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Pennsylvania Supreme Court Announces Smell of Marijuana Alone No Longer Establishes Probable Cause to Conduct Warrantless Vehicle Search

by Douglas Ankney

The Supreme Court of Pennsylvania held that the smell of marijuana, by itself, no longer creates probable cause to justify a warrantless search of a vehicle during a traffic stop.

After observing a vehicle fail to come to a complete stop at a stop sign, Pennsylvania State Troopers Edward Prentice and Danielle Heimbach conducted a trafficking stop. Both troopers smelled burnt marijuana as they approached the vehicle. Defendant Timothy Oliver Barr II was in the front passenger’s seat, and his wife, Teri Barr, was in the driver’s seat. Prentice advised the Barrs that because he smelled marijuana, he could conduct a warrantless search of the vehicle. The Barrs then showed their medical marijuana identification cards to Prentice, which authorized them to possess and consume marijuana.

Nevertheless, the troopers searched the vehicle, seizing a loaded firearm, a Ziploc bag containing 0.79 grams of marijuana, and unused Ziploc baggies often used in the sale of marijuana. Police charged Timothy Barr with firearm and drug-related offenses. He moved pretrial to suppress the evidence.

In granting the motion to suppress, the trial court reasoned that based on the passage of the Medical Marijuana Act, 35 P.S. §§ 10231.101 - 10231.2110 (“MMA”) and Commonwealth v. Hicks, 208 A.3d 916 (Pa. 2019) (possession of a concealed firearm alone in public isn’t indicative of criminal activity to justify a Terry search), “the smell of burnt or raw marijuana is no longer indicative of an illegal or criminal act.” The trial court found that the troopers conducted the search based solely on the odor of marijuana and explained “as in Hicks where the defendant possessed a valid license to carry a concealed firearm, [Barr] has a valid license to possess and ingest medical marijuana.” The trial court concluded that it was “illogical, impractical, and unreasonable for Trooper Prentice and Trooper Heimbach to have concluded there was criminal activity afoot when [Barr] was able to present them with a valid medical marijuana card which permitted him to possess and ingest marijuana.” The trial court ordered the evidence be suppressed. The Commonwealth appealed.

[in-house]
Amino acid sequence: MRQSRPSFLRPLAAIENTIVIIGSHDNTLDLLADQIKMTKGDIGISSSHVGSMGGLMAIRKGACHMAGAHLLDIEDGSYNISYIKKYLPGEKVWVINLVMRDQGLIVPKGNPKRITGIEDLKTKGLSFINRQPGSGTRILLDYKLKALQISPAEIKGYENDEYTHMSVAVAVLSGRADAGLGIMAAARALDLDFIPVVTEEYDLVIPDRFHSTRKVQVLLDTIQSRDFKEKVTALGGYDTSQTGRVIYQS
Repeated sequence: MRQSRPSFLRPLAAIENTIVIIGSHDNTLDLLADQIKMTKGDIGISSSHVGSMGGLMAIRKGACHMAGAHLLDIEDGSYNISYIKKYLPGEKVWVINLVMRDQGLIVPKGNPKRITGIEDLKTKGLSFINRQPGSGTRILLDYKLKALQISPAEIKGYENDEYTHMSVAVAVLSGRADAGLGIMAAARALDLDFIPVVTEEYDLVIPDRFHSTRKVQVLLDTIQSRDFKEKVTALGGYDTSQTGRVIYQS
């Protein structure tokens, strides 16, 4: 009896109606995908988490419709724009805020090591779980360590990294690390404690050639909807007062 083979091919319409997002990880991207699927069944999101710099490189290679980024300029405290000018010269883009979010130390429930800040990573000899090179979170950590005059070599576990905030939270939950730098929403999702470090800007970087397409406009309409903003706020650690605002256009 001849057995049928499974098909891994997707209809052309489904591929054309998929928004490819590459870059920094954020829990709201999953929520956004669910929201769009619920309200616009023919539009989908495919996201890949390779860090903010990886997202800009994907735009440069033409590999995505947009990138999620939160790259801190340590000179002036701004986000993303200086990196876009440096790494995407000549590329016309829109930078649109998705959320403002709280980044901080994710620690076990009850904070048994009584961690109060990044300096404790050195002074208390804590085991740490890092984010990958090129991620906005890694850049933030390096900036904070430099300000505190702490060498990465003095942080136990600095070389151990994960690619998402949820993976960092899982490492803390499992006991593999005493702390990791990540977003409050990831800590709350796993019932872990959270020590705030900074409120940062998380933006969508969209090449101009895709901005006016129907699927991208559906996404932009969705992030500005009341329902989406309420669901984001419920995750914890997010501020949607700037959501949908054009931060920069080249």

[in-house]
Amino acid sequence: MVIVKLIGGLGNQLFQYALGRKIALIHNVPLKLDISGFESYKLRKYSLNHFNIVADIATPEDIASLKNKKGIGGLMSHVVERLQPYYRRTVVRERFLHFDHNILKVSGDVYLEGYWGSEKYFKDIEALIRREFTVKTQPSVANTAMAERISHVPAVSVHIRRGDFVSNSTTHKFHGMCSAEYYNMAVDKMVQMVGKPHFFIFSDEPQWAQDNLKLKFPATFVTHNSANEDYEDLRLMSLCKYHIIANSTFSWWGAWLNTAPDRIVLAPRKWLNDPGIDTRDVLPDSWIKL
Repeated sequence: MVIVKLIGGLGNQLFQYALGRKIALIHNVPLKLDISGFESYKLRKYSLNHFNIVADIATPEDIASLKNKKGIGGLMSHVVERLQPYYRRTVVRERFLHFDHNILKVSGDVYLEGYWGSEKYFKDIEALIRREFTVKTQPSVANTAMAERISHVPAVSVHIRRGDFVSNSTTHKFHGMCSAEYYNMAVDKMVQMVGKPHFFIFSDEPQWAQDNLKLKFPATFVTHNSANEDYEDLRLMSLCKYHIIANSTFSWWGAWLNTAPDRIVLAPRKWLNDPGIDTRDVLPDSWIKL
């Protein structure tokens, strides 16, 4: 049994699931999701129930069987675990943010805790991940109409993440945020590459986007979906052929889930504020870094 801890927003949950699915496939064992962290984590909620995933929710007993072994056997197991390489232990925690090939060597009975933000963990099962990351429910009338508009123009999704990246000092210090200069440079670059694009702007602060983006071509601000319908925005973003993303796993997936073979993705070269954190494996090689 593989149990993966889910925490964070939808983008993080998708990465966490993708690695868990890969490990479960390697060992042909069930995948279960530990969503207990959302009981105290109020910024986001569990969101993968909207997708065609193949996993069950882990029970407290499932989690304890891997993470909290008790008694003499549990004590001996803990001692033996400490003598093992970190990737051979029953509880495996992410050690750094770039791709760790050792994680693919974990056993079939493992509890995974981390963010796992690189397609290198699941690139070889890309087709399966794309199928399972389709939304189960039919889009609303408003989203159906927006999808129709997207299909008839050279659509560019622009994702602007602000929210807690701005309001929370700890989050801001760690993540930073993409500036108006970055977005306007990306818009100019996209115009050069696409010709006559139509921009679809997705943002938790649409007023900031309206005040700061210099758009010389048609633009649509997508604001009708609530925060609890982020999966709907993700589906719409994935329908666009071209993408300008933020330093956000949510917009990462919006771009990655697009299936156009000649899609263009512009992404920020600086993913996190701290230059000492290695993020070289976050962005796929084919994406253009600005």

The Superior Court agreed that with the passage of the MMA, the smell of burnt marijuana, by itself, is no longer sufficient to support probable cause to justify a warrantless search. Commonwealth v. Barr, 240 A.3d 1263 (Pa. Super. 2020). However, the odor was one of the factors to be considered in a review of the “totality of the circumstances” applicable in determining whether officers had probable cause to search. Id. The Superior Court stated that the trial court had not given due consideration to other factors, namely, the troopers’ experience and training, their observance of the Barrs’ demeanor, and the fact that the traffic stop occurred in a “high-crime” area. Id. The Superior Court vacated the order granting the suppression motion and remanded to the trial court for reconsideration of those additional factors. The Pennsylvania Supreme Court granted Barr’s petition for further review.

The Court observed that “[b]oth the Fourth Amendment to the United States Constitution and Article I, Section 8 of the Pennsylvania Constitution protect individuals from unreasonable searches and seizures by police in areas where individuals have a reasonable expectation of privacy.” Commonwealth v. Loughnane, 173 A.3d 733 (Pa. 2017). While those areas may be lawfully searched if a warrant based upon probable cause is issued by a neutral magistrate, warrantless searches of such areas are presumptively unreasonable. Commonwealth v. McCree, 924 A.2d 621 (Pa. 2007).